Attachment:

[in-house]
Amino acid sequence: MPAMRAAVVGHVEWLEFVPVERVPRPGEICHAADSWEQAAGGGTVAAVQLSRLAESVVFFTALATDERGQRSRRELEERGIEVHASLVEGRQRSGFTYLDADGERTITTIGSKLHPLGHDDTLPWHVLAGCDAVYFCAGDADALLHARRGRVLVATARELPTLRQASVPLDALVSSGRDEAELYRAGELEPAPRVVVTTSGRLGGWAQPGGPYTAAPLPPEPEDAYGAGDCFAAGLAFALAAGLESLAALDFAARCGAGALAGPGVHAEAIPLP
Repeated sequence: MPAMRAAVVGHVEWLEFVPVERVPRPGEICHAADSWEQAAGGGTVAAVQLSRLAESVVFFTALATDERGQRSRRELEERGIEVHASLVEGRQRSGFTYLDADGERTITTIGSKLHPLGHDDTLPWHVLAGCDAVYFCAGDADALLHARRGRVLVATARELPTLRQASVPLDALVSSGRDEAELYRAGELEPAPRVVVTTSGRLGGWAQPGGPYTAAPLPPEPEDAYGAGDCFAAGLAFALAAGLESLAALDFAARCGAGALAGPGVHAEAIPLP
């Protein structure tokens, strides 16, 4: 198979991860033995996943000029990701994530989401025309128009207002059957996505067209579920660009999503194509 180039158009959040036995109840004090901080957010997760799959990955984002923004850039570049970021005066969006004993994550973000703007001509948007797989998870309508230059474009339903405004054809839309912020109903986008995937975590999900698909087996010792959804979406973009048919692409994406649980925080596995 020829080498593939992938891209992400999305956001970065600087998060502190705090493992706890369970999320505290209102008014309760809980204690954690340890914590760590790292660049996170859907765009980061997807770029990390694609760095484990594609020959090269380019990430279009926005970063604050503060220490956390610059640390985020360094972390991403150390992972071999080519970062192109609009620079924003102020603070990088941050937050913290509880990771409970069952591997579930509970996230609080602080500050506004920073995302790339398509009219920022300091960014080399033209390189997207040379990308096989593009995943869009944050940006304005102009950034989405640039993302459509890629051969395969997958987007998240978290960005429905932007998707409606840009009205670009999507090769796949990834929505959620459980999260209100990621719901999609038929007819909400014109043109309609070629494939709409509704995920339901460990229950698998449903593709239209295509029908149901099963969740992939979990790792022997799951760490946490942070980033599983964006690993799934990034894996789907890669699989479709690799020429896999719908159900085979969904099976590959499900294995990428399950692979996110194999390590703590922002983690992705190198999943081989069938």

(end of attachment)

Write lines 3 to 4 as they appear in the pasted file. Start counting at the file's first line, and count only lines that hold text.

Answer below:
Repeated sequence: MPAMRAAVVGHVEWLEFVPVERVPRPGEICHAADSWEQAAGGGTVAAVQLSRLAESVVFFTALATDERGQRSRRELEERGIEVHASLVEGRQRSGFTYLDADGERTITTIGSKLHPLGHDDTLPWHVLAGCDAVYFCAGDADALLHARRGRVLVATARELPTLRQASVPLDALVSSGRDEAELYRAGELEPAPRVVVTTSGRLGGWAQPGGPYTAAPLPPEPEDAYGAGDCFAAGLAFALAAGLESLAALDFAARCGAGALAGPGVHAEAIPLP
């Protein structure tokens, strides 16, 4: 198979991860033995996943000029990701994530989401025309128009207002059957996505067209579920660009999503194509 180039158009959040036995109840004090901080957010997760799959990955984002923004850039570049970021005066969006004993994550973000703007001509948007797989998870309508230059474009339903405004054809839309912020109903986008995937975590999900698909087996010792959804979406973009048919692409994406649980925080596995 020829080498593939992938891209992400999305956001970065600087998060502190705090493992706890369970999320505290209102008014309760809980204690954690340890914590760590790292660049996170859907765009980061997807770029990390694609760095484990594609020959090269380019990430279009926005970063604050503060220490956390610059640390985020360094972390991403150390992972071999080519970062192109609009620079924003102020603070990088941050937050913290509880990771409970069952591997579930509970996230609080602080500050506004920073995302790339398509009219920022300091960014080399033209390189997207040379990308096989593009995943869009944050940006304005102009950034989405640039993302459509890629051969395969997958987007998240978290960005429905932007998707409606840009009205670009999507090769796949990834929505959620459980999260209100990621719901999609038929007819909400014109043109309609070629494939709409509704995920339901460990229950698998449903593709239209295509029908149901099963969740992939979990790792022997799951760490946490942070980033599983964006690993799934990034894996789907890669699989479709690799020429896999719908159900085979969904099976590959499900294995990428399950692979996110194999390590703590922002983690992705190198999943081989069938």